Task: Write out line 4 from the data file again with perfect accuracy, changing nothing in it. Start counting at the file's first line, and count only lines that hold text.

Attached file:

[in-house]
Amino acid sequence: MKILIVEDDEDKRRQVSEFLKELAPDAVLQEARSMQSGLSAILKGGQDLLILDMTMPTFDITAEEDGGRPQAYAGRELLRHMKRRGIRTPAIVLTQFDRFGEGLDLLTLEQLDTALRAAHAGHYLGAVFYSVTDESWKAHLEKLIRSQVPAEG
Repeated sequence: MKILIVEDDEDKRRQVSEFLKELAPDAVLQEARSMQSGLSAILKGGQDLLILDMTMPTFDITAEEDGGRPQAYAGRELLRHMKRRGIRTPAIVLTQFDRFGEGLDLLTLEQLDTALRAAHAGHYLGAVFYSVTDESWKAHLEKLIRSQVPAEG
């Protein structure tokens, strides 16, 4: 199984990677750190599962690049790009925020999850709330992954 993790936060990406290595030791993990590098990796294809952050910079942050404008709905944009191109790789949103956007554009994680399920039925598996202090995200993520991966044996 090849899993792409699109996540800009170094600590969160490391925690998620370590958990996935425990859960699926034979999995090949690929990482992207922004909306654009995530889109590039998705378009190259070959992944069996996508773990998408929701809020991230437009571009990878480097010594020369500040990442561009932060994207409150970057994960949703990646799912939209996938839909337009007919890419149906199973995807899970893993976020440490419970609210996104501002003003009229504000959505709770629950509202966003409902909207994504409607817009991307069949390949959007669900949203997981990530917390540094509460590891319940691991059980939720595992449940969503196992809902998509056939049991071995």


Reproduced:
């Protein structure tokens, strides 16, 4: 199984990677750190599962690049790009925020999850709330992954 993790936060990406290595030791993990590098990796294809952050910079942050404008709905944009191109790789949103956007554009994680399920039925598996202090995200993520991966044996 090849899993792409699109996540800009170094600590969160490391925690998620370590958990996935425990859960699926034979999995090949690929990482992207922004909306654009995530889109590039998705378009190259070959992944069996996508773990998408929701809020991230437009571009990878480097010594020369500040990442561009932060994207409150970057994960949703990646799912939209996938839909337009007919890419149906199973995807899970893993976020440490419970609210996104501002003003009229504000959505709770629950509202966003409902909207994504409607817009991307069949390949959007669900949203997981990530917390540094509460590891319940691991059980939720595992449940969503196992809902998509056939049991071995």